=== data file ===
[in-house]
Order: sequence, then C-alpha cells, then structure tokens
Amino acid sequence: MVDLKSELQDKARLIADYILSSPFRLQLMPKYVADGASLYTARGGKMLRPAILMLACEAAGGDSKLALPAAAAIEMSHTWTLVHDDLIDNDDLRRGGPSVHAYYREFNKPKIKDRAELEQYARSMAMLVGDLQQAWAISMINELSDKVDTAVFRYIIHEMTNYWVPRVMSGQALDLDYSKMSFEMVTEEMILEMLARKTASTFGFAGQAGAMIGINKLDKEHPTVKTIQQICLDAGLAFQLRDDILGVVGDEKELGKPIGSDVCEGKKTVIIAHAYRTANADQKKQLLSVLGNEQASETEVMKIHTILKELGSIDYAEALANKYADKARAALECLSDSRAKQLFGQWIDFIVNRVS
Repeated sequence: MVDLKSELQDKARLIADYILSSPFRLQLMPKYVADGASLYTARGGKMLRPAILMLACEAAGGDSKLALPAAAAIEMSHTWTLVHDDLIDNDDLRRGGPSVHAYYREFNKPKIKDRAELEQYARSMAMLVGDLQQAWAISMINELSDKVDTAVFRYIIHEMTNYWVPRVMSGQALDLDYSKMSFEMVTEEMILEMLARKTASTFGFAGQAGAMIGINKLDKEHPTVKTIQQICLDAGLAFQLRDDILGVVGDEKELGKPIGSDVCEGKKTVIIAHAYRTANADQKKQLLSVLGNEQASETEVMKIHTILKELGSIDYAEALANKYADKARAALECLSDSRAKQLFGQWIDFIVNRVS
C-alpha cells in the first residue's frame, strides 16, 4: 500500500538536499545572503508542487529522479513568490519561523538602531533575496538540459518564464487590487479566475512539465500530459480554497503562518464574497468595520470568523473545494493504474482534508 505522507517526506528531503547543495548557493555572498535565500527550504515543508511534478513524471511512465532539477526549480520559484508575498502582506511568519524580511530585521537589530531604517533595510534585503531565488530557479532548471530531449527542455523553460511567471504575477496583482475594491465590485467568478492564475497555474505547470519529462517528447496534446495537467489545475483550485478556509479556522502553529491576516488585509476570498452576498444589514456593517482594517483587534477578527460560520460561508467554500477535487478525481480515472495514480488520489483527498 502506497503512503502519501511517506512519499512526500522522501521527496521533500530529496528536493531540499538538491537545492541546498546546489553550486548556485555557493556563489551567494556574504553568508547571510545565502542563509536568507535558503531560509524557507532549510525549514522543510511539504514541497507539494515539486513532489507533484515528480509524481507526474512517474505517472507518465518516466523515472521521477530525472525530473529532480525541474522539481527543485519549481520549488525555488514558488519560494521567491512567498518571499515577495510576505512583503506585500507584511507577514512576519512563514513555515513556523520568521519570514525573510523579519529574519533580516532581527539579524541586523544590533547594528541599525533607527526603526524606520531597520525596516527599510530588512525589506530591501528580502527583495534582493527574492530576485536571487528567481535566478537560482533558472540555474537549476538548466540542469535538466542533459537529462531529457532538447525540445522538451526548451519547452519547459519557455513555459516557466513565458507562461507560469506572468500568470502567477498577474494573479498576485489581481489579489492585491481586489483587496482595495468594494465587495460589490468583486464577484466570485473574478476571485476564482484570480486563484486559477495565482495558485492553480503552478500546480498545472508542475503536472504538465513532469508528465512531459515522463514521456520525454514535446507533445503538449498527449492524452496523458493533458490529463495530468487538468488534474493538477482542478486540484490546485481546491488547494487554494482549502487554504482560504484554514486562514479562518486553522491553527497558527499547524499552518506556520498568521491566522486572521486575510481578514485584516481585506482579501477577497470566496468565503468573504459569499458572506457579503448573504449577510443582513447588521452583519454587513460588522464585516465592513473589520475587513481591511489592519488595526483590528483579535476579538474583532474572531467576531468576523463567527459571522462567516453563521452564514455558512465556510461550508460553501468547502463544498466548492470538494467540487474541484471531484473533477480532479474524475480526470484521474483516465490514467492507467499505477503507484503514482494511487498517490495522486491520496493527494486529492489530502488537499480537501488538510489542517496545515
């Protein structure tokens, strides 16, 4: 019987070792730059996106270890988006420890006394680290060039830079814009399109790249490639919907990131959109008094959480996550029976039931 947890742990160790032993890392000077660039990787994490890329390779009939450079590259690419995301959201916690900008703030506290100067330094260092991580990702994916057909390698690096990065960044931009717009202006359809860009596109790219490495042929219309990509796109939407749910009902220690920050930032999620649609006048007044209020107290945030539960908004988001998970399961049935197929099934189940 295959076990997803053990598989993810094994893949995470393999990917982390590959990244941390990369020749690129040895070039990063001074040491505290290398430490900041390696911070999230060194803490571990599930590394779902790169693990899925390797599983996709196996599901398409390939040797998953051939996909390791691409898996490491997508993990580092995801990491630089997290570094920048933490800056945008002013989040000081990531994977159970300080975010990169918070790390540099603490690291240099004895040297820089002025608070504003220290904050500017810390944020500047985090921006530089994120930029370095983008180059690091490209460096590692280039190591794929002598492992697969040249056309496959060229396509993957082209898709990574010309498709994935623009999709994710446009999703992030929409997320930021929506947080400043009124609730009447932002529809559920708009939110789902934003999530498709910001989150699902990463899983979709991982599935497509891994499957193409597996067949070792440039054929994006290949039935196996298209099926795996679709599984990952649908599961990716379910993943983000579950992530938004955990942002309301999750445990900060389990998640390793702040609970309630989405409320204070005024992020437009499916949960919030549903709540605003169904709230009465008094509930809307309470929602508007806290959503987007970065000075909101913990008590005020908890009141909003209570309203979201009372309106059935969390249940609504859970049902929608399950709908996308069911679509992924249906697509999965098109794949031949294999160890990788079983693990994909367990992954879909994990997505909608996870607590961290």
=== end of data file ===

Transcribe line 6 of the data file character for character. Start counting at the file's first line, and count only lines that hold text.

């Protein structure tokens, strides 16, 4: 019987070792730059996106270890988006420890006394680290060039830079814009399109790249490639919907990131959109008094959480996550029976039931 947890742990160790032993890392000077660039990787994490890329390779009939450079590259690419995301959201916690900008703030506290100067330094260092991580990702994916057909390698690096990065960044931009717009202006359809860009596109790219490495042929219309990509796109939407749910009902220690920050930032999620649609006048007044209020107290945030539960908004988001998970399961049935197929099934189940 295959076990997803053990598989993810094994893949995470393999990917982390590959990244941390990369020749690129040895070039990063001074040491505290290398430490900041390696911070999230060194803490571990599930590394779902790169693990899925390797599983996709196996599901398409390939040797998953051939996909390791691409898996490491997508993990580092995801990491630089997290570094920048933490800056945008002013989040000081990531994977159970300080975010990169918070790390540099603490690291240099004895040297820089002025608070504003220290904050500017810390944020500047985090921006530089994120930029370095983008180059690091490209460096590692280039190591794929002598492992697969040249056309496959060229396509993957082209898709990574010309498709994935623009999709994710446009999703992030929409997320930021929506947080400043009124609730009447932002529809559920708009939110789902934003999530498709910001989150699902990463899983979709991982599935497509891994499957193409597996067949070792440039054929994006290949039935196996298209099926795996679709599984990952649908599961990716379910993943983000579950992530938004955990942002309301999750445990900060389990998640390793702040609970309630989405409320204070005024992020437009499916949960919030549903709540605003169904709230009465008094509930809307309470929602508007806290959503987007970065000075909101913990008590005020908890009141909003209570309203979201009372309106059935969390249940609504859970049902929608399950709908996308069911679509992924249906697509999965098109794949031949294999160890990788079983693990994909367990992954879909994990997505909608996870607590961290």